This is taken from Ps.82:6-7 which says,

I have said, Ye are gods; and all of you are children of the most High. 7 But ye shall die like men, and fall like one of the princes.

To be "elohiym" is to carry immortality, which is a function of the spiritual creation that lives forever. This is the destiny of every created spirit, to live forever in the presence of Elohim.

Ha-Satan(the Opposer) was created as Lucifer(the Light-Bearer), however(Isa. 14:12-13) says,

How art thou fallen from heaven, O Lucifer, son of the morning! how art thou cut down to the ground, which didst weaken the nations! 13 For thou hast said in thine heart, I will ascend into heaven, I will exalt my throne above the stars of God: I will sit also upon the mount of the congregation, in the sides of the north:

In Ezek. 28:14-15, it says,

Thou art the anointed cherub that covereth; and I have set thee so: thou wast upon the holy mountain of God; thou hast walked up and down in the midst of the stones of fire. 15 Thou wast perfect in thy ways from the day that thou wast created, till iniquity was found in thee.

God had created "sons of God/angels"(elohiym) as immortal beings who would manifest His Glory in Heaven, and (Heb. 1:13-14)

But to which of the angels said he at any time, Sit on my right hand, until I make thine enemies thy footstool? 14 Are they not all ministering spirits, sent forth to minister for them who shall be heirs of salvation?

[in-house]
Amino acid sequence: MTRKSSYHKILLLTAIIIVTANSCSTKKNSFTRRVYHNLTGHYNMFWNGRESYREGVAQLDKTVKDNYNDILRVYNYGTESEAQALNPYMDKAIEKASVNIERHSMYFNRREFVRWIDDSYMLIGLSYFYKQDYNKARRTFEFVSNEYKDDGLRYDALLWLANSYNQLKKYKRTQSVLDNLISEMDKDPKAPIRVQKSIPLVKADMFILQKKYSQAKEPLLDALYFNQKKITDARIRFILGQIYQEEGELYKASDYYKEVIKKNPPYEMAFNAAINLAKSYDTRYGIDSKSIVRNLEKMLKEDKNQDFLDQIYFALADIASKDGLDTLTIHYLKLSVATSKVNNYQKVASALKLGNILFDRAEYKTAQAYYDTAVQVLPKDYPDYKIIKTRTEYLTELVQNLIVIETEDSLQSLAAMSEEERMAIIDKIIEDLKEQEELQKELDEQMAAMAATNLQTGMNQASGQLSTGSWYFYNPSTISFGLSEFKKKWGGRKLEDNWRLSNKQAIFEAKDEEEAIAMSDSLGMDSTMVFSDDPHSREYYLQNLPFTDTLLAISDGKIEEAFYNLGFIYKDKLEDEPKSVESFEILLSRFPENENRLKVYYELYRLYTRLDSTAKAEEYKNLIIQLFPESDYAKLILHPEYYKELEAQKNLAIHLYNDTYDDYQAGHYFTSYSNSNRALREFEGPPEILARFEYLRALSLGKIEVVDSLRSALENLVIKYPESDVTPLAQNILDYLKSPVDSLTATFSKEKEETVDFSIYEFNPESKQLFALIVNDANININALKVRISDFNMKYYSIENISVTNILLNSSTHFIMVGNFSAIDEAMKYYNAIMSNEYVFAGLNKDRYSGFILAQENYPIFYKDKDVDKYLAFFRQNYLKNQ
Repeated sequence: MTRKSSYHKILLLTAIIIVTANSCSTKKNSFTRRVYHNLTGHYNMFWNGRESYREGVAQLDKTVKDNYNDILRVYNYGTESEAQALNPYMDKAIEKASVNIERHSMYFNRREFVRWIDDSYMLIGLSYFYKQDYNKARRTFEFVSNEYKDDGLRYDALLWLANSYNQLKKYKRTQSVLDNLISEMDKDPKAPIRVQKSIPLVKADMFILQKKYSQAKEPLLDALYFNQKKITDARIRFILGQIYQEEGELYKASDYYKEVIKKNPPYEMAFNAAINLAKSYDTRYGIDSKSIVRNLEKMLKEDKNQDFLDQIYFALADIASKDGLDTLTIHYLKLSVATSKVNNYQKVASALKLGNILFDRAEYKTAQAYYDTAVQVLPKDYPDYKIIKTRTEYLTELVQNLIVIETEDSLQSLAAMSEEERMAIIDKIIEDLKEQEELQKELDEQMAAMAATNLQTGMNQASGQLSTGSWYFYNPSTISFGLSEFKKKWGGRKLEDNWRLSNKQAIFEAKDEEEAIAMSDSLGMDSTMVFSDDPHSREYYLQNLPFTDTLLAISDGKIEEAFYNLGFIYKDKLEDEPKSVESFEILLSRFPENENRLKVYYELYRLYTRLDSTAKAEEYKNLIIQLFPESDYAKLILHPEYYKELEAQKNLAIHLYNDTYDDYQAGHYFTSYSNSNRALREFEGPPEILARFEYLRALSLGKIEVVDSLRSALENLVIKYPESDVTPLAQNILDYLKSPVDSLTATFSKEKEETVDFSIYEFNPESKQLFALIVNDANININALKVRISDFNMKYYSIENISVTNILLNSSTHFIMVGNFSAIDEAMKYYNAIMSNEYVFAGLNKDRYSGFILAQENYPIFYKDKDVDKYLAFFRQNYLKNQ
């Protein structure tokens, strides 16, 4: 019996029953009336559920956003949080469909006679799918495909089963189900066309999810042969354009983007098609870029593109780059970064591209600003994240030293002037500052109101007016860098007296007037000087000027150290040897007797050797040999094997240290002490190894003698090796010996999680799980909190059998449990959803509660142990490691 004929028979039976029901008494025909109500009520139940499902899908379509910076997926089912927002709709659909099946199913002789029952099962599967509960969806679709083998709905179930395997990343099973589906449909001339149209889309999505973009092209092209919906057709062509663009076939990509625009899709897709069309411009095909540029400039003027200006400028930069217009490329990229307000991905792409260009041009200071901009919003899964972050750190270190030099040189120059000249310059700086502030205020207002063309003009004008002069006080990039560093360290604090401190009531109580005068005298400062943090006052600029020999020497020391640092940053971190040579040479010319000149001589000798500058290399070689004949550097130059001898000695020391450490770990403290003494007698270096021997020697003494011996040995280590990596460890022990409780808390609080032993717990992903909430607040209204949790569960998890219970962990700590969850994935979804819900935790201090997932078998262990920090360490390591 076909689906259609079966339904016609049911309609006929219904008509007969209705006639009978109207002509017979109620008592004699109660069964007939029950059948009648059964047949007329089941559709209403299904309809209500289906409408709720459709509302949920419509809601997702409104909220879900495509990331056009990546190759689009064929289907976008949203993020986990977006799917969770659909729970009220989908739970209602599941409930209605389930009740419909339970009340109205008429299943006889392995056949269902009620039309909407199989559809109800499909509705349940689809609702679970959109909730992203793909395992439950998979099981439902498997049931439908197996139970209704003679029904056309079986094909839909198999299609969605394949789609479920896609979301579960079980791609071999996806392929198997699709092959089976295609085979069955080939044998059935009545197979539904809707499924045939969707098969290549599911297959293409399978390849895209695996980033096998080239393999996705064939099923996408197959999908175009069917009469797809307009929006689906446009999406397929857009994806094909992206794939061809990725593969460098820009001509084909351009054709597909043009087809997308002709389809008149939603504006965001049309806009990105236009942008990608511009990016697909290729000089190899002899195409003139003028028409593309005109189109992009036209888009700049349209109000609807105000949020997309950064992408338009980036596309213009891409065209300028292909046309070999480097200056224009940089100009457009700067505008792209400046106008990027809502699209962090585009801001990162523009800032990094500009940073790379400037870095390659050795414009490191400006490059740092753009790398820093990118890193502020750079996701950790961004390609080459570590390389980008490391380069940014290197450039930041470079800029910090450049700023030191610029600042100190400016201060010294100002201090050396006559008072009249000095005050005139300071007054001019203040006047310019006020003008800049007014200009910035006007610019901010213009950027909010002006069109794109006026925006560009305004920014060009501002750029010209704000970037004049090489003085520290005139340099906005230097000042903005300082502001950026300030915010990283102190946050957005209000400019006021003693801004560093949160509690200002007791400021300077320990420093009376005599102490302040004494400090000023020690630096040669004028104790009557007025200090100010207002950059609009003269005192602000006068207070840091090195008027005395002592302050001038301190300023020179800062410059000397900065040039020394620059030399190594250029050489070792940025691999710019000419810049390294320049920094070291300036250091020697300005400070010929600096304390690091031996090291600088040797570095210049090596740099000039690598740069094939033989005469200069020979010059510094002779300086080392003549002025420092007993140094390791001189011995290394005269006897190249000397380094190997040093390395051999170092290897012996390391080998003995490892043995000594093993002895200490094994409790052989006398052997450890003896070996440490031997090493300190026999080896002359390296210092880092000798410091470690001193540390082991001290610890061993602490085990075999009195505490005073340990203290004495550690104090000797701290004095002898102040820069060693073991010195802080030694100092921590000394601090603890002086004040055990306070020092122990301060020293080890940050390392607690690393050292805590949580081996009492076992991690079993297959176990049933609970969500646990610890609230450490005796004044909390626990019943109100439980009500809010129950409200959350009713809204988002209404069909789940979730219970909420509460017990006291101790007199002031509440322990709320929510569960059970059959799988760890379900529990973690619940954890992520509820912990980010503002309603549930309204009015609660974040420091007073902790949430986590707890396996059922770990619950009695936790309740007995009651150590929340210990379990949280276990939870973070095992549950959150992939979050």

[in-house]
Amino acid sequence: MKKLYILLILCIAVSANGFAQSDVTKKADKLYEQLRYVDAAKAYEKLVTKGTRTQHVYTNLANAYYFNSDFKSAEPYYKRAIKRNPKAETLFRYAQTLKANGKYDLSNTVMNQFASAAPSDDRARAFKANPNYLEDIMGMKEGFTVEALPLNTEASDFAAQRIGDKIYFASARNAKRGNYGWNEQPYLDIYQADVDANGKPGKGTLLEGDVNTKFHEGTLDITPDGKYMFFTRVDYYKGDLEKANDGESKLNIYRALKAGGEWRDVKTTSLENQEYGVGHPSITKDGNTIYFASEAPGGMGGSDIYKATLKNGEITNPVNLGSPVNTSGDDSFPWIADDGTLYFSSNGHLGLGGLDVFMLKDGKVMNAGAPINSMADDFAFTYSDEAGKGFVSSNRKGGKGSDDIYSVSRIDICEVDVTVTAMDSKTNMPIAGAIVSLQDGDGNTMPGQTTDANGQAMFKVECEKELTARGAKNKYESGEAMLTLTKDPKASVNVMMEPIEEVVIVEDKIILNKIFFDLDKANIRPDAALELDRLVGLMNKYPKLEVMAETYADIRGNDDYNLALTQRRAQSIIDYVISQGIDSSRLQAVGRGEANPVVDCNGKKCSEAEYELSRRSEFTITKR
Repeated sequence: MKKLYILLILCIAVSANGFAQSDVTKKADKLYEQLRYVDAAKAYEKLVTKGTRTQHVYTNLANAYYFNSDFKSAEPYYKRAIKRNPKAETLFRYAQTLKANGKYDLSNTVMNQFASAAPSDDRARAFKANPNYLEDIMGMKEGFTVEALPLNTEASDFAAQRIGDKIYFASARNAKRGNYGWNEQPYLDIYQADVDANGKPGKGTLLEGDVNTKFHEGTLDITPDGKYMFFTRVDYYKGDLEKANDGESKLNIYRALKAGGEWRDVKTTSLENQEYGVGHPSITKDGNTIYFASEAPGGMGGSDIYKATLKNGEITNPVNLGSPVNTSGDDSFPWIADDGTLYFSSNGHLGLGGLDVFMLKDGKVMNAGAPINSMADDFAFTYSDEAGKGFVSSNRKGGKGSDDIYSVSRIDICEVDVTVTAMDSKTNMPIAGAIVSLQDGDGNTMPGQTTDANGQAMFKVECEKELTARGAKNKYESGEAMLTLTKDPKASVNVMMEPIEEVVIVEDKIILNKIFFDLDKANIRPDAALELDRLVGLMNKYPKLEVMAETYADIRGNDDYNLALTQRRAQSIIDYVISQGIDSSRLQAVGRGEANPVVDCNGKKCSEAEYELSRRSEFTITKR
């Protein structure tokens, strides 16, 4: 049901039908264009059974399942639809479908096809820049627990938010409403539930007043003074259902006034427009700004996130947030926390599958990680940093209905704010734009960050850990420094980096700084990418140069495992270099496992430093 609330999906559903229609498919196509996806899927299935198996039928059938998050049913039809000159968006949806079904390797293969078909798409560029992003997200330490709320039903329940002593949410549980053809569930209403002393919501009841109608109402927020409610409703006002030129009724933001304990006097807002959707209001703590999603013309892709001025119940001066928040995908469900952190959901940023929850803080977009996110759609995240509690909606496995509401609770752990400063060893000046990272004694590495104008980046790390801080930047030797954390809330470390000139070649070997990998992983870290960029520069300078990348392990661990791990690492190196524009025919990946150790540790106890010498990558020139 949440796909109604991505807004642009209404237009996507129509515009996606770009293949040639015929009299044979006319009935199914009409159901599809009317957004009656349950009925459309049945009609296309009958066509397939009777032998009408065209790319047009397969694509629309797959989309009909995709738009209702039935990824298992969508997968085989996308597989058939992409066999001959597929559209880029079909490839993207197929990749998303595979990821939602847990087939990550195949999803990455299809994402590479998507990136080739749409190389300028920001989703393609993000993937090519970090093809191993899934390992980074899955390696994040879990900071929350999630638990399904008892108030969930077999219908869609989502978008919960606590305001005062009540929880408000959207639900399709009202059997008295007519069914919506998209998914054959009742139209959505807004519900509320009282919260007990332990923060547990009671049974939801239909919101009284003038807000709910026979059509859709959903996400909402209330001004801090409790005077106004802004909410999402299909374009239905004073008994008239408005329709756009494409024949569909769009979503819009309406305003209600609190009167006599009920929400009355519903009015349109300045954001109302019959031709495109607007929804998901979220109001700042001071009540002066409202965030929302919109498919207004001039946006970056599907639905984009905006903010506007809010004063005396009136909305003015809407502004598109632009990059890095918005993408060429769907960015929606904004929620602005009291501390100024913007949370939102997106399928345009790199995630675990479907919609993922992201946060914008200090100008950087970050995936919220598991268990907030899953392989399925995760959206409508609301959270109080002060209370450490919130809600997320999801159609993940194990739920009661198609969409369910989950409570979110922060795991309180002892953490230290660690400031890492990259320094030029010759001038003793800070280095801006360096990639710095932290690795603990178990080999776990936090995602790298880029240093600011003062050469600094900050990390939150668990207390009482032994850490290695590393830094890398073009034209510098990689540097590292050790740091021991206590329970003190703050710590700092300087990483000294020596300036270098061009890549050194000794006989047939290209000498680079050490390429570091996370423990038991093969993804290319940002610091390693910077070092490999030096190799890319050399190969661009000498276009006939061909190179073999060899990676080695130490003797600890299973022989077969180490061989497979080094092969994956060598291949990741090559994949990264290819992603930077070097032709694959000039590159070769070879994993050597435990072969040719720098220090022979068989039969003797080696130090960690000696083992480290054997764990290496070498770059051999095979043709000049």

The fact that "Lucifer" became "Satan" did not exclude him from being a "son of God", although as Ps 82 states, "ye shall die like men, and fall like one of the princes", the "prince" here specifically refers to Satan, who was cast out of Heaven, and ultimately sent to the Lake of Fire reserved for him.

Hell from beneath is moved for thee to meet thee at thy coming: it stirreth up the dead for thee, even all the chief ones of the earth; it hath raised up from their thrones all the kings of the nations. 10 All they shall speak and say unto thee, Art thou also become weak as we? art thou become like unto us?(Isa. 14:9-10)

To Answer the Question

The text in Job 1:6 is not clear as to who was and wasn't invited. Obviously the "Opposer" cannot be seen as one who is obedient to the Will of God. But that didn't exclude him from being an "elohiym"; albeit one who will burn forever in the Lake of Fire, although in this dispensation is "as a roaring lion, walketh about, seeking whom he may devour(1 Pet. 5:8). For God to 'permit' Satan to have access to Job, it had to happen within the boundaries established by God, which were outlined in the rest of Job 1 and 2. Satan, who was cast out of Heaven, along with his angels(Ezek. 28:17/Rev. 12:9) does not walk in the counsel of God. But he is allowed access to men, as seen by Job, and also in other circumstances (1 Kings 22:22) to fulfill a particular purpose, and that is how we must read Job 1:6.